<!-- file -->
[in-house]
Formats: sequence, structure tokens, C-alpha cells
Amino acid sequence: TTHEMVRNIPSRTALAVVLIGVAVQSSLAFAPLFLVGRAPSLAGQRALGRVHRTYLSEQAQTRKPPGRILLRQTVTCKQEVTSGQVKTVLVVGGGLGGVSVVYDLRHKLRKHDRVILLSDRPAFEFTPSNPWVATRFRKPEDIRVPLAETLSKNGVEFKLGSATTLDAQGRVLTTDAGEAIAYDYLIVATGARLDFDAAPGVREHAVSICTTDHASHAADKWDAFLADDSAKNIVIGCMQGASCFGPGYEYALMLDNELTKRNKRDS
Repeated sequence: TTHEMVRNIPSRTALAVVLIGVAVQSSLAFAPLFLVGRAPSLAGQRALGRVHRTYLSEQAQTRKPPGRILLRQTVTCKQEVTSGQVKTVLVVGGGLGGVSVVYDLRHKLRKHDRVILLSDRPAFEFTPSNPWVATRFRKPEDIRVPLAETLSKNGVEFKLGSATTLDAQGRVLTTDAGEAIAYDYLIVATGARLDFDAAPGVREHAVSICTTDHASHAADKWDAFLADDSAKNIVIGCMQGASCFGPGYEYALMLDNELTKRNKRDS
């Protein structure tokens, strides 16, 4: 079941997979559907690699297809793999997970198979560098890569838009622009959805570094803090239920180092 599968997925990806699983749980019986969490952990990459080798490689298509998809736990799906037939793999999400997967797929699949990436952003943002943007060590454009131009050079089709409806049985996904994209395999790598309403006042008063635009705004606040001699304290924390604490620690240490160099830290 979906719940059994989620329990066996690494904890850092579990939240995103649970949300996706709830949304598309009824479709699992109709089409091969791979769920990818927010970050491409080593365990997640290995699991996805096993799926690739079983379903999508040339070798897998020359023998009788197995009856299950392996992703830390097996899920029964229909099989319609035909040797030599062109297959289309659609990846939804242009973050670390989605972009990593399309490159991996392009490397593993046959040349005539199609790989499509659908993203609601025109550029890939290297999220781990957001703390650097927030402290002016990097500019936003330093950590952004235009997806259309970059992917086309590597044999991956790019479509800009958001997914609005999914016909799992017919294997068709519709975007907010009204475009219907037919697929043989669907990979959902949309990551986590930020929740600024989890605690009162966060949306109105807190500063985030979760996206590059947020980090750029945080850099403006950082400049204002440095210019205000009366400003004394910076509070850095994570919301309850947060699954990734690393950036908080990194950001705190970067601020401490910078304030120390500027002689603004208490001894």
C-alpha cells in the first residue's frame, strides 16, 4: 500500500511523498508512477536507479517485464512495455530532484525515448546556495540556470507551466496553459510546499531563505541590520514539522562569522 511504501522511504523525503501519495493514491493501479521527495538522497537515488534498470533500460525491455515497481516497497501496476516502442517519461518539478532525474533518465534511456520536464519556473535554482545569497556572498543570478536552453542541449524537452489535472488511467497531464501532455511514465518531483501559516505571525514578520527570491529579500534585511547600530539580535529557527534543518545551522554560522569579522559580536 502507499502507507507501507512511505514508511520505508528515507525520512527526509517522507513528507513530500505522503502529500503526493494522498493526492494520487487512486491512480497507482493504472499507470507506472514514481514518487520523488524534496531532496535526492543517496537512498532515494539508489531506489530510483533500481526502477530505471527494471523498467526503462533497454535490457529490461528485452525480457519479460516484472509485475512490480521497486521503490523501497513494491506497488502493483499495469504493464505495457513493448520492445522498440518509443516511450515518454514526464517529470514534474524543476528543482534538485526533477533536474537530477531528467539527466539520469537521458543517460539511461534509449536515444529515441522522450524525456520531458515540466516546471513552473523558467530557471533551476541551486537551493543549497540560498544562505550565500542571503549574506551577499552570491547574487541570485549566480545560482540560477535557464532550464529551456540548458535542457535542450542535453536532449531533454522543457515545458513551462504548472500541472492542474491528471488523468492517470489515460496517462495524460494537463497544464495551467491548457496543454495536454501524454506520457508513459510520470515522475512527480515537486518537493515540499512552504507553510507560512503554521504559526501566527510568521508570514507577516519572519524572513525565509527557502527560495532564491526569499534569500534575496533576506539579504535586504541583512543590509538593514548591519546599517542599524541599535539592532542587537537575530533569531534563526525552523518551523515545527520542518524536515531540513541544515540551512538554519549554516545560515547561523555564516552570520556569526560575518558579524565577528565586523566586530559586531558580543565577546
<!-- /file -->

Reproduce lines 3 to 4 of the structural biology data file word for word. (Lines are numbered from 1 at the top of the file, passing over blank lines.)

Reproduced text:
Amino acid sequence: TTHEMVRNIPSRTALAVVLIGVAVQSSLAFAPLFLVGRAPSLAGQRALGRVHRTYLSEQAQTRKPPGRILLRQTVTCKQEVTSGQVKTVLVVGGGLGGVSVVYDLRHKLRKHDRVILLSDRPAFEFTPSNPWVATRFRKPEDIRVPLAETLSKNGVEFKLGSATTLDAQGRVLTTDAGEAIAYDYLIVATGARLDFDAAPGVREHAVSICTTDHASHAADKWDAFLADDSAKNIVIGCMQGASCFGPGYEYALMLDNELTKRNKRDS
Repeated sequence: TTHEMVRNIPSRTALAVVLIGVAVQSSLAFAPLFLVGRAPSLAGQRALGRVHRTYLSEQAQTRKPPGRILLRQTVTCKQEVTSGQVKTVLVVGGGLGGVSVVYDLRHKLRKHDRVILLSDRPAFEFTPSNPWVATRFRKPEDIRVPLAETLSKNGVEFKLGSATTLDAQGRVLTTDAGEAIAYDYLIVATGARLDFDAAPGVREHAVSICTTDHASHAADKWDAFLADDSAKNIVIGCMQGASCFGPGYEYALMLDNELTKRNKRDS